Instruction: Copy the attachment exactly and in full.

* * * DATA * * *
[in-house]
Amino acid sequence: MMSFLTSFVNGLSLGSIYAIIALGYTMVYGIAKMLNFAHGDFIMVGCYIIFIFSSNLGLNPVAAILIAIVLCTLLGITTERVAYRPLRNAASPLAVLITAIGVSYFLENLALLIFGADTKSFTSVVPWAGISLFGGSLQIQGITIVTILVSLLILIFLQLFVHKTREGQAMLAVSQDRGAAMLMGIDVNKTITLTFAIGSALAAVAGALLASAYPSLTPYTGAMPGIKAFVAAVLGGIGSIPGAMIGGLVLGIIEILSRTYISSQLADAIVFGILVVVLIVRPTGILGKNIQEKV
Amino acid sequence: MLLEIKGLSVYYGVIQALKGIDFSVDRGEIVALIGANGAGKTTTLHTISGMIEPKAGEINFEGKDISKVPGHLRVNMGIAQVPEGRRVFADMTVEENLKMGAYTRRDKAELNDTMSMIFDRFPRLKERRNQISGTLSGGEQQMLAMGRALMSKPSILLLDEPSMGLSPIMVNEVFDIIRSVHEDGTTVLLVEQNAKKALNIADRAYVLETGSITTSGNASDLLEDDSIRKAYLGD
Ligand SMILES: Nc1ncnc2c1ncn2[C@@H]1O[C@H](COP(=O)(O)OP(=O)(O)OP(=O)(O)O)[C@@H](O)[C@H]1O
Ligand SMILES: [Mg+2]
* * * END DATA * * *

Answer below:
[in-house]
Amino acid sequence: MMSFLTSFVNGLSLGSIYAIIALGYTMVYGIAKMLNFAHGDFIMVGCYIIFIFSSNLGLNPVAAILIAIVLCTLLGITTERVAYRPLRNAASPLAVLITAIGVSYFLENLALLIFGADTKSFTSVVPWAGISLFGGSLQIQGITIVTILVSLLILIFLQLFVHKTREGQAMLAVSQDRGAAMLMGIDVNKTITLTFAIGSALAAVAGALLASAYPSLTPYTGAMPGIKAFVAAVLGGIGSIPGAMIGGLVLGIIEILSRTYISSQLADAIVFGILVVVLIVRPTGILGKNIQEKV
Amino acid sequence: MLLEIKGLSVYYGVIQALKGIDFSVDRGEIVALIGANGAGKTTTLHTISGMIEPKAGEINFEGKDISKVPGHLRVNMGIAQVPEGRRVFADMTVEENLKMGAYTRRDKAELNDTMSMIFDRFPRLKERRNQISGTLSGGEQQMLAMGRALMSKPSILLLDEPSMGLSPIMVNEVFDIIRSVHEDGTTVLLVEQNAKKALNIADRAYVLETGSITTSGNASDLLEDDSIRKAYLGD
Ligand SMILES: Nc1ncnc2c1ncn2[C@@H]1O[C@H](COP(=O)(O)OP(=O)(O)OP(=O)(O)O)[C@@H](O)[C@H]1O
Ligand SMILES: [Mg+2]